Born: c. 1515?
Died: after 1570
Jean Maillard is first attested in the Prologue to book 4 of Rabelais’ Pantagruel (1548) and his birth can only be guessed at from a middle aged portrait printed in 1565. A handful of chansons spirituelles and a dedication with a plea to Catharine de Medici for the return of banished and hidden graces hint at Huguenot sympathies, and his name disappears from new publications after 1571.
He was evidently famous during his time, and many of his motets were used as source material for parody masses by composers as distinguished as Palestrina, Lassus, and Claude Goudimel. 6 of Maillard's masses have survived, and 2 others are known to have been lost. Considerable other music of his has survived in printed editions, including 86 motets, settings of the Magnificat, lamentations, chansons spirituelles, and secular chansons. His Missa pro mortuis was an early Requiem mass, and one of the only examples from France in the 16th century.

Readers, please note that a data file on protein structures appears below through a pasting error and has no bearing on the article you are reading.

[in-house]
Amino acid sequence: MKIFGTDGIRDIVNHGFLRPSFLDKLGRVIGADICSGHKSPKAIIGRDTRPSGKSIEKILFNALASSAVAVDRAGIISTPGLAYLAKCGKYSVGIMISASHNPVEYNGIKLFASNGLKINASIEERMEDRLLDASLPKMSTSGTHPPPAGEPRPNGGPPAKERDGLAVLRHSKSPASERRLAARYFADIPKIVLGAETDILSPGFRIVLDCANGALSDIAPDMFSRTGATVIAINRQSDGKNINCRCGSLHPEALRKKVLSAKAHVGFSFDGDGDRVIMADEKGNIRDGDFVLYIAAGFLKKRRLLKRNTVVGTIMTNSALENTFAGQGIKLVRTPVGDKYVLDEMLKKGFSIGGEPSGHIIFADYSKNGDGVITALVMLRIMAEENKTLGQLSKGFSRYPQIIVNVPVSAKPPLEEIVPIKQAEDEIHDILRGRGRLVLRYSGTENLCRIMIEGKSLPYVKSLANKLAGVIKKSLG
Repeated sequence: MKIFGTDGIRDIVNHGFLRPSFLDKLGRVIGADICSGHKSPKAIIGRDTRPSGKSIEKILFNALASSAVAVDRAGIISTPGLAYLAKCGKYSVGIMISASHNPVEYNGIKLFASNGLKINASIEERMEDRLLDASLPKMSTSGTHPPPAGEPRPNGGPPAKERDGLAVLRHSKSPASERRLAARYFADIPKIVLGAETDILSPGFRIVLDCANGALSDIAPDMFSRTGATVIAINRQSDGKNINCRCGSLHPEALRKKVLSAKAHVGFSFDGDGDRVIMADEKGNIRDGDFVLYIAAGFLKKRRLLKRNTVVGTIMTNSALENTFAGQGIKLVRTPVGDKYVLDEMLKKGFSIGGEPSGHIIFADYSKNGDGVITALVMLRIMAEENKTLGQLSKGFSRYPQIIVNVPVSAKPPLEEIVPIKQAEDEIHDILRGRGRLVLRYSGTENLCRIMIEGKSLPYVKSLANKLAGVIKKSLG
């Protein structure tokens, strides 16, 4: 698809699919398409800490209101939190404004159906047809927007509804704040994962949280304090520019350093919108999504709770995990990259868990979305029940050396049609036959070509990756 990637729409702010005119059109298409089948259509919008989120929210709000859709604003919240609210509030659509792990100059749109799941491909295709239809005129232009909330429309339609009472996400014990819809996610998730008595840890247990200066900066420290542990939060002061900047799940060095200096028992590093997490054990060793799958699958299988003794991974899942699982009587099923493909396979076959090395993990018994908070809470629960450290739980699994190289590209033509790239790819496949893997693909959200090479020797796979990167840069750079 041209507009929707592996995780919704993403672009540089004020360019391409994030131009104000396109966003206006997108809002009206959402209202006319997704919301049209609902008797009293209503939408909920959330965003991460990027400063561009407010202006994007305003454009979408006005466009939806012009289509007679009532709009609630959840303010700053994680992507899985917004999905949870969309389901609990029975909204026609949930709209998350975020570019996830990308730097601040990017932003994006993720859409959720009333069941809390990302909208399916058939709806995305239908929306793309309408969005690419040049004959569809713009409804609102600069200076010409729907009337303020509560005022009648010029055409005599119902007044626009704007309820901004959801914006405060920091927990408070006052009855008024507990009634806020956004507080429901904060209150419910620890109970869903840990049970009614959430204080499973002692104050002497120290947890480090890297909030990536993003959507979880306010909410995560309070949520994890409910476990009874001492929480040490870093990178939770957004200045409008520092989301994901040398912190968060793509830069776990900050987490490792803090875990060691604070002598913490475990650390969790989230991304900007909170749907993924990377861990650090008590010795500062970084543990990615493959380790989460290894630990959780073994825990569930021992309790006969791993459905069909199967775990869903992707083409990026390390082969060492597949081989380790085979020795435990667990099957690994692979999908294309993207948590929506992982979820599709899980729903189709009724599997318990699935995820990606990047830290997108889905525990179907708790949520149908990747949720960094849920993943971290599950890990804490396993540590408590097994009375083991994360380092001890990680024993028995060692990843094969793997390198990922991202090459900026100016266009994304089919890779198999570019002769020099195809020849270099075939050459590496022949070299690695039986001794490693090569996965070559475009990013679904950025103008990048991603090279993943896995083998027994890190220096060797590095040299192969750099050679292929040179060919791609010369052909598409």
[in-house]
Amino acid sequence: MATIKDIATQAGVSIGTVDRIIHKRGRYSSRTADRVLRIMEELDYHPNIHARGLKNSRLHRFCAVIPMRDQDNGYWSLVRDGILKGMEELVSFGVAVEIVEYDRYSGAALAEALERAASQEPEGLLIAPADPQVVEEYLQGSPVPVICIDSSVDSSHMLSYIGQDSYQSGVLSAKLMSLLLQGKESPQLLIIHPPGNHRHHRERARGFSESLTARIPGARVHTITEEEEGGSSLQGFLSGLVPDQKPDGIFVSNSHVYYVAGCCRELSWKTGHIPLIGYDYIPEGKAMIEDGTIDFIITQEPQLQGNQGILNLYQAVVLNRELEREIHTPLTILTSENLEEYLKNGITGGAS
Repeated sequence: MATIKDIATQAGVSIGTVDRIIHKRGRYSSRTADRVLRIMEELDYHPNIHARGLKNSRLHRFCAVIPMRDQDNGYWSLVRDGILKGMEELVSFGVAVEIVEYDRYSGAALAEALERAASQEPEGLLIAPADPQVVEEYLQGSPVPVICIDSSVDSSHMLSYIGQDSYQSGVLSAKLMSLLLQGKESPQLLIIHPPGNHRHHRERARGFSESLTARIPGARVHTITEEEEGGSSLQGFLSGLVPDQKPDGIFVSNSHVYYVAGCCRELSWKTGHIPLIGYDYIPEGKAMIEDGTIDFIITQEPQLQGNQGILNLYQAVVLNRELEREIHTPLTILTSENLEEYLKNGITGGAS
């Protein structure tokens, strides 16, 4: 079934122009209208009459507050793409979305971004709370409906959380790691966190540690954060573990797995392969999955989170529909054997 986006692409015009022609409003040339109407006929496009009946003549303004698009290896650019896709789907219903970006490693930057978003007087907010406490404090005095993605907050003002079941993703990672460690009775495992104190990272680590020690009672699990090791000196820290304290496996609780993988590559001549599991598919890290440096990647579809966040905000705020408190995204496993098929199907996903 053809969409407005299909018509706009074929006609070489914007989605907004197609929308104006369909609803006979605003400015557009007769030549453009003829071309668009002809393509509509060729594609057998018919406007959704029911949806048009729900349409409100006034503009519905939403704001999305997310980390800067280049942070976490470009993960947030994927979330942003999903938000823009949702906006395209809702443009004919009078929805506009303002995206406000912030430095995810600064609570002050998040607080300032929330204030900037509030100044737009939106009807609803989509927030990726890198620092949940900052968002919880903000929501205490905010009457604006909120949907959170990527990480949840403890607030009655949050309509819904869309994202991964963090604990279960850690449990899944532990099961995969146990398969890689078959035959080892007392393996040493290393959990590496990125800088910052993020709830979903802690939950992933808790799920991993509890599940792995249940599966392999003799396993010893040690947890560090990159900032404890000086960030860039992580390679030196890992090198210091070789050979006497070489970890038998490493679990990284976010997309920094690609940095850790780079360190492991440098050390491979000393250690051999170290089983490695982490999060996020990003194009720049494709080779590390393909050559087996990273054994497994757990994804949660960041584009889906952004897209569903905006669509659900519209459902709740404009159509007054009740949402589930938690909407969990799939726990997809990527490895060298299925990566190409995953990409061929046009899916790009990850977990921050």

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List of choral works
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Missa ‘Ego sum qui sum’, 4vv, 1553¹ Missa ‘Je suis desheritée’, 4vv, 1553¹ Missa Virginis Mariae, 5vv (Paris, 1557) Missa ‘M’amie un jour’, 4vv (Paris, 1558, 2/1559) Missa pro mortuis, 4vv, Missa pro vivis, 4vv,
-  Moteta, 4–6vv (Paris, 1555)
-  Modulorum … primum volumen, 4–7vv (Paris, 1565)
-  Modulorum … secundum volumen, 4–6vv (Paris, 1565)
Credo, 8vv (Paris, 1557) 2 Magnificat, 2nd and 4th tones, 4vv, 15578 Te aeternum patrem (Te Deum), 4vv, 15647